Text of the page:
Tenants entitlement to rent repayments

There may be some circumstances where a residential tenant is entitled to a refund or repayment of rent they have paid. Read this guide to find out the circumstances where a tenant may be able to request a refund on all or part of the rent paid.

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Can a tenant leave a rented property before the tenancy period ends?

A tenant can leave a rented property early if they want to. The tenant is still liable to pay rent for the property, until the agreement ends or the landlord begins letting the property to new tenants. Once new tenants move into the property, the old tenant's obligations to pay rent ends, which may entitle the old tenant to a refund of rent already paid.

If there is a break clause in the tenancy agreement, then the tenant will need to give the correct notice that is stated in the contract. However, if a break clause is used, then the tenant's won't need to continue paying rent.

Repayment of rent - after service of a section 21 notice

If the landlord, or landlord's agents serve a section 21 notice on the tenant, which forces the tenant to leave the property, the tenant must be repaid any rent paid for the rental period that they were not at the property. The formula used is R x D/P where:

  • R is the rent paid
  • D is the number of days for which the tenant was not in occupation of the property
  • P is the number of whole days that rent was paid

Scenario A

Facts: Mr A has an assured shorthold tenancy (AST) for 12 months, with rent being paid monthly (eg £1,000) in advance on the 1st of the month for that month (ie the rental period is for the whole month). The tenancy includes a break clause of 6 months. Mr A's landlord served a section 21 notice, with the expiry date falling in the middle of the month (eg 15th of the month). Mr A complies with the section 21 notice and vacates the property on the 15th. Mr A is entitled to a refund of the portion of the rent that was paid for the whole month because he paid a month's rent, but was evicted partway through the rental period.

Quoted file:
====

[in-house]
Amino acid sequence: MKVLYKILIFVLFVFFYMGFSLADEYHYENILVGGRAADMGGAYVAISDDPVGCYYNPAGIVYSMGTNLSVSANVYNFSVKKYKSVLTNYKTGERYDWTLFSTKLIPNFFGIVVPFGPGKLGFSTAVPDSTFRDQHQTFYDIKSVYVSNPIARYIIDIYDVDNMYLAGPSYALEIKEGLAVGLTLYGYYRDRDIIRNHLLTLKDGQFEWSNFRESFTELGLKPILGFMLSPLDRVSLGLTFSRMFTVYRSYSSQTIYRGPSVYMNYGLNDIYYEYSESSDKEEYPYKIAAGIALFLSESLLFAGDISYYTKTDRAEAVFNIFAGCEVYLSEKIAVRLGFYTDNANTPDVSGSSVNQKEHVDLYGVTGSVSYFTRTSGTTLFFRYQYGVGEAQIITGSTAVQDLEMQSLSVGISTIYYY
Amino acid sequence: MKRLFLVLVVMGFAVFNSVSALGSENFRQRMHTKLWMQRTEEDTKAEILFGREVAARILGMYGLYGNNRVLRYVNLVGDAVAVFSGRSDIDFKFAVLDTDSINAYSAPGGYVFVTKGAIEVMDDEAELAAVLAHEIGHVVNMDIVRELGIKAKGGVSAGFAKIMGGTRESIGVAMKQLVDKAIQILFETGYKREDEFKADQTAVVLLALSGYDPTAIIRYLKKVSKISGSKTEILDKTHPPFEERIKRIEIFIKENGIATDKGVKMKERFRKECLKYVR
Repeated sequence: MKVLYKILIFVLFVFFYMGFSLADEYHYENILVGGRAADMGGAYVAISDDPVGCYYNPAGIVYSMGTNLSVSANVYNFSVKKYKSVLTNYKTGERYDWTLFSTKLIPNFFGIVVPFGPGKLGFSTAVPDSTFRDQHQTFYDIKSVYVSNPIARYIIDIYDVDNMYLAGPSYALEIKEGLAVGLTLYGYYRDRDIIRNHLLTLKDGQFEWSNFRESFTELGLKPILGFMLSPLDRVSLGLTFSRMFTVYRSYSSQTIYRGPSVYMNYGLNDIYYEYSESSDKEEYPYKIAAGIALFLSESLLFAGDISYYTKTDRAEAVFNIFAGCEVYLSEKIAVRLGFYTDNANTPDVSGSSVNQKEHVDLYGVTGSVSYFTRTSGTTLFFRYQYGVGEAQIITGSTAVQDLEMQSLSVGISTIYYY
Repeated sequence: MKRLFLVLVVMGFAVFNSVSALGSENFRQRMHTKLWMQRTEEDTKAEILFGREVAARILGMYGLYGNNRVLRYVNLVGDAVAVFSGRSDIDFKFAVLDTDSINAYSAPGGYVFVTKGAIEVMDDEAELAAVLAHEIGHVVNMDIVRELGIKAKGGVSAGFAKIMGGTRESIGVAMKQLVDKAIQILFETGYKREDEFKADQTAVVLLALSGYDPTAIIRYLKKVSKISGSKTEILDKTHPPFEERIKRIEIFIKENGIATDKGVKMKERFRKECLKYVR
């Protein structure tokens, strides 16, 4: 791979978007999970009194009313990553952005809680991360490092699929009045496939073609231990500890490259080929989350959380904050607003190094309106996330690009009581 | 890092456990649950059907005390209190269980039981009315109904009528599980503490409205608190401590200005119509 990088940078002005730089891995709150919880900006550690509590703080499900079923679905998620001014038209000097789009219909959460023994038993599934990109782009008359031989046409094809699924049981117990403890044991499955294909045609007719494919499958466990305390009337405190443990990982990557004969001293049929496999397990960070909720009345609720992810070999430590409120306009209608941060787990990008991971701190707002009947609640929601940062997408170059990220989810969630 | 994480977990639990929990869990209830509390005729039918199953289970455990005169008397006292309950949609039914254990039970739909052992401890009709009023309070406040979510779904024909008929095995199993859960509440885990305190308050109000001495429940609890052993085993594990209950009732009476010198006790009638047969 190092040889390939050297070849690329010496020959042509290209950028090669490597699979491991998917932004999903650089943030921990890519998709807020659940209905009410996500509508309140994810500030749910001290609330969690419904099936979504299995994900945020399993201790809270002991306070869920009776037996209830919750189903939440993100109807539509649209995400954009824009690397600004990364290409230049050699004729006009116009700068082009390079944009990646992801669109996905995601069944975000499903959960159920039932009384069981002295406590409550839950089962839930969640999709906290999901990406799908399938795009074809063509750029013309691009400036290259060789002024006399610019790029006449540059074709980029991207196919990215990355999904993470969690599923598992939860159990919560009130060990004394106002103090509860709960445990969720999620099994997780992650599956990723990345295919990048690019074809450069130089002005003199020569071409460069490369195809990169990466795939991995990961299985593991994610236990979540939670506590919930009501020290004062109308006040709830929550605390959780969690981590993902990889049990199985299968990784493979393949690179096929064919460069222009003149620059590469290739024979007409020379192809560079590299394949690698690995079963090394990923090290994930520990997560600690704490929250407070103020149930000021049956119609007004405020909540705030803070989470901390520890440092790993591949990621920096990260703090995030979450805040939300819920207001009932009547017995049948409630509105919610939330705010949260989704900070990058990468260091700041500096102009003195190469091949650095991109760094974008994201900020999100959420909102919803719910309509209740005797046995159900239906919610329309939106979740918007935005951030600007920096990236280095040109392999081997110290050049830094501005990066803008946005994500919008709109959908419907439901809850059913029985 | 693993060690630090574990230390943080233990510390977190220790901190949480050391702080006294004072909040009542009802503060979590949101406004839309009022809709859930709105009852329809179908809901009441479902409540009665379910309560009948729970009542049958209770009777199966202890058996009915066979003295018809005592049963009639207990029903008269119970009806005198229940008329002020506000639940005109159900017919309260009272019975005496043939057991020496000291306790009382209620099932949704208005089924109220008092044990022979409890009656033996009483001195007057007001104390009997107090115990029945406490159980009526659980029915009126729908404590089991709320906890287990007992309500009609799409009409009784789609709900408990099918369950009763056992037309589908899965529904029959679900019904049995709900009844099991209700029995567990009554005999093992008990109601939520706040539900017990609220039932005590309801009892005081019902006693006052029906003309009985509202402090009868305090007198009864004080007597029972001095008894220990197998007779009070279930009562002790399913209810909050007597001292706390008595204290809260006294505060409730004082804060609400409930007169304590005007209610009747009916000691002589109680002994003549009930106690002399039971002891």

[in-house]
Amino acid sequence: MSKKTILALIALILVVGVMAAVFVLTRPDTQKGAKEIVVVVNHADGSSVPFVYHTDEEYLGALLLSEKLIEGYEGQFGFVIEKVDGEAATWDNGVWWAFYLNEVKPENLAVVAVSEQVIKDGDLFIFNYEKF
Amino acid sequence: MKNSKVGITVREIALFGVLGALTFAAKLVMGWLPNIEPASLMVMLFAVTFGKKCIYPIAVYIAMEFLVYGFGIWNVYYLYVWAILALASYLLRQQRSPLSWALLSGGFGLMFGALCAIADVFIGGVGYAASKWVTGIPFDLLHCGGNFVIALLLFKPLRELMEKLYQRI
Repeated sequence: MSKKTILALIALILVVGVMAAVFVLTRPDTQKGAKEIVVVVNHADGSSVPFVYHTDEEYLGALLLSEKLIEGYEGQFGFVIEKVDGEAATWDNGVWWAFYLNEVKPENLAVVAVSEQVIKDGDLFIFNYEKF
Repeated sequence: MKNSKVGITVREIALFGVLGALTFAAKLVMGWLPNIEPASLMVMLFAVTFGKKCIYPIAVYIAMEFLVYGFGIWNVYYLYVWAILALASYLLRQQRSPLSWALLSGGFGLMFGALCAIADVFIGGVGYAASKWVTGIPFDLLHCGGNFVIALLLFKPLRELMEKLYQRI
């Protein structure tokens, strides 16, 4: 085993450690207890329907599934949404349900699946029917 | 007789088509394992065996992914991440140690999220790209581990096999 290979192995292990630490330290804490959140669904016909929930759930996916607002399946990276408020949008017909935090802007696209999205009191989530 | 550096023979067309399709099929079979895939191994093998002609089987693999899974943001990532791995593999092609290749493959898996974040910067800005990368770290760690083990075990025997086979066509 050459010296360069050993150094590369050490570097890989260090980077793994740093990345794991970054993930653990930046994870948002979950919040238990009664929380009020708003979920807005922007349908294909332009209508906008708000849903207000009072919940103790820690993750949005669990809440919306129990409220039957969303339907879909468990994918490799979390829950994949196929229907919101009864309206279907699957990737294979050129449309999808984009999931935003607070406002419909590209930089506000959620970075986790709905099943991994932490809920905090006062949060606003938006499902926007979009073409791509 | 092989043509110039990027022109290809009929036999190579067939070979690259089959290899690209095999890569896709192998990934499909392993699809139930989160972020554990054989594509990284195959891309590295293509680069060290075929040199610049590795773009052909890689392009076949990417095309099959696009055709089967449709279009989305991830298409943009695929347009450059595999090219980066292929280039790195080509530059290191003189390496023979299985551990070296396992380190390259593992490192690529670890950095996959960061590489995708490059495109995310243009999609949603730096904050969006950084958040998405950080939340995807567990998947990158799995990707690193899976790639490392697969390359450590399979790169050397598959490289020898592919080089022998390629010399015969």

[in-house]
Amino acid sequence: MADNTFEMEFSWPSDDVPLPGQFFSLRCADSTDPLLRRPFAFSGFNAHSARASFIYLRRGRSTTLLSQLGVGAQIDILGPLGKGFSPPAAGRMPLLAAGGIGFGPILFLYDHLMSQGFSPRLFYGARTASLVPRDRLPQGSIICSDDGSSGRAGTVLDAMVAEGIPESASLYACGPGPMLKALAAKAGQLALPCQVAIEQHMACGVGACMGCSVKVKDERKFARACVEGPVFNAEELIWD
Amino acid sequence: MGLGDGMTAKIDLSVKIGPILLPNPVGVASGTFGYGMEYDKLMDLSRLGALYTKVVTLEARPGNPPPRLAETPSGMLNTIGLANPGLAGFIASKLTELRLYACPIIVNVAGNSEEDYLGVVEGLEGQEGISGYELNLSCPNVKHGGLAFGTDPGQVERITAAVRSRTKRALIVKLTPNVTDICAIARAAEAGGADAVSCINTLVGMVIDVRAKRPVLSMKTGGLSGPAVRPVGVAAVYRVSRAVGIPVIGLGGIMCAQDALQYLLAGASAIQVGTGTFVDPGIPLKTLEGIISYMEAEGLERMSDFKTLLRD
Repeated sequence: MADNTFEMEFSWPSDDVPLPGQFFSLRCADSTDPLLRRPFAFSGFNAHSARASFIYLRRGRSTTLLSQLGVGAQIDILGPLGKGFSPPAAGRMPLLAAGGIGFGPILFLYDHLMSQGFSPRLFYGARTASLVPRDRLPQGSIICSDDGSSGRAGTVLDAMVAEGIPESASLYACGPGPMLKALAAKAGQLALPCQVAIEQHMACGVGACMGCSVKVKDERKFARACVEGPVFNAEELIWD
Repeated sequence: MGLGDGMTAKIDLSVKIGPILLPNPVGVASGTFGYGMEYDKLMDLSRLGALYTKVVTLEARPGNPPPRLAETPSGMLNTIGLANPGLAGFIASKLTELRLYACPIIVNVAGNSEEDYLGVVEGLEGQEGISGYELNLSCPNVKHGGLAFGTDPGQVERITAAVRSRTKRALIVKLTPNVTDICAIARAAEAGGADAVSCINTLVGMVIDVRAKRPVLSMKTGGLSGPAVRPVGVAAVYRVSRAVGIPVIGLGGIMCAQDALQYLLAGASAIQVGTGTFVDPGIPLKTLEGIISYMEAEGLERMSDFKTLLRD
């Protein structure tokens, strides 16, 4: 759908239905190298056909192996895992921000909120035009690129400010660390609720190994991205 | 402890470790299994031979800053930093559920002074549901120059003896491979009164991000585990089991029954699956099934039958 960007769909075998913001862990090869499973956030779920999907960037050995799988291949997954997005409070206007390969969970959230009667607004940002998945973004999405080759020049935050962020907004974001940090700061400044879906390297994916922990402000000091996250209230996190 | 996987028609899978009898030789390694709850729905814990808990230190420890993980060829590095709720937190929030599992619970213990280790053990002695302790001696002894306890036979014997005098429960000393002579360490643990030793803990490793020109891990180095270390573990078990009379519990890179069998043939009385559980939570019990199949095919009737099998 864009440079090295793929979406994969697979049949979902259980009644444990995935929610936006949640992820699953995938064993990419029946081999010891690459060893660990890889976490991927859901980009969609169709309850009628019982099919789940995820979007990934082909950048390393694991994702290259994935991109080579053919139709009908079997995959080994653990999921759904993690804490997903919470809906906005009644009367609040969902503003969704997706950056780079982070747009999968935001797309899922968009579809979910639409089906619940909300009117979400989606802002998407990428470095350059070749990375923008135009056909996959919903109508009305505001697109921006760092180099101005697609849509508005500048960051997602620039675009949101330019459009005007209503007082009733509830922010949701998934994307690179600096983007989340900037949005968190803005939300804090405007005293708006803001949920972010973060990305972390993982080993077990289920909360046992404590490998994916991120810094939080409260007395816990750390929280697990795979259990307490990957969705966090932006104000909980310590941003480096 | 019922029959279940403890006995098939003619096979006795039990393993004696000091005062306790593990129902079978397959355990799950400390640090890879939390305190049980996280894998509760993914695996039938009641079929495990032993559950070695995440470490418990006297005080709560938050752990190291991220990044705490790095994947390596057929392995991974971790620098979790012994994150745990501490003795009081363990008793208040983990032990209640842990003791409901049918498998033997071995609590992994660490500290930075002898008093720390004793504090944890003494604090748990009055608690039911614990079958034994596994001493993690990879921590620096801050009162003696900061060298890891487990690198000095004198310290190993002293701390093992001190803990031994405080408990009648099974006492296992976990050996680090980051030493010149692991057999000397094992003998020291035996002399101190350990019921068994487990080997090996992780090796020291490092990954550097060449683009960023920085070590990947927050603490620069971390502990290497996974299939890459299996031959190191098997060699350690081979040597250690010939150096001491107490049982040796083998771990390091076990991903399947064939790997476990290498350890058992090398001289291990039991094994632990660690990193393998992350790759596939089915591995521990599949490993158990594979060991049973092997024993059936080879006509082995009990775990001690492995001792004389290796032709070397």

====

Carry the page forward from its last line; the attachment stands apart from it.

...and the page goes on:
Answer: Using the above formula with January as an example month, the calculation would be £1000 x (16/31) = £516.13. This means that the landlord would need to refund Mr A a total of £516.13 of the rent paid for the month as Mr A was evicted and left midway through the month.

Scenario B

Facts: Mrs B has an AST for six months, with no break clause. The section 21 notice cannot be served until after four months into the tenancy from the original start date. If the tenancy started on the 1 January, notice cannot be served any earlier than 1 May. If notice is served on 2 May, and the tenant refused to leave, possession proceedings cannot commence until 2 months later, being 2 July. If the landlord went to court and got a possession order for the 21 July, then the tenant would have to leave on that date by order of the court. If the tenant pays rent in advance for the whole rental period for July, they would need to be refunded a portion of the prepaid rent.

Answer: Using the above formula with rent being £1,500, the month is July and the date the tenant left being 21 July, the calculation would be £1,500 x (10/31) = £483.87. As Mrs B wasn't in occupation of the property for 10 days of the month, they will need to be refunded a portion of the rent they paid.

Repayment of rent - mutual agreement to end the fixed-term tenancy

A tenancy agreement can be terminated if both the landlord and tenant both agree to end the tenancy early, even if there is no break clause in the tenancy agreement. For further information read Surrendering a tenancy.

Scenario A

Facts: Mrs C has an AST for 12 months, but has decided that she wants to leave the property. She has ended her tenancy early with the landlord by mutual agreement. She pays rent in advance on the first of every month for that whole month (eg from 1 March to 31 March). She leaves the property on 10 March. The landlord was able to re-let the property with a new tenant moving in on the 20 March. Would Mrs D be entitled to a refund of the rent?

Answer: Mrs C is entitled to a refund of some of the rent, but only for the period that the new tenant took over the property and was in occupation. This is because the landlord should not have re-let the property until the end of Mrs C's rent period (ie until after 31 March) because Mrs C is still technically the occupier of the property, until the new tenant moves in.

Mrs D is entitled to a refund based on the number of days which the new tenant is in occupation (eg 11 days from the 20 March to 31 March). Mrs D has paid £2,000 for the rental period of March, therefore the calculation would be £2,000 x (11/31) = £709.68.

If you're unsure whether your tenant is entitled to a refund of rent, or whether your landlord should be refunding you a portion of the rent, Ask a lawyer.

Get started

Create your Section 21 (Form 6A) notice

Answer a few questions. We'll take care of the rest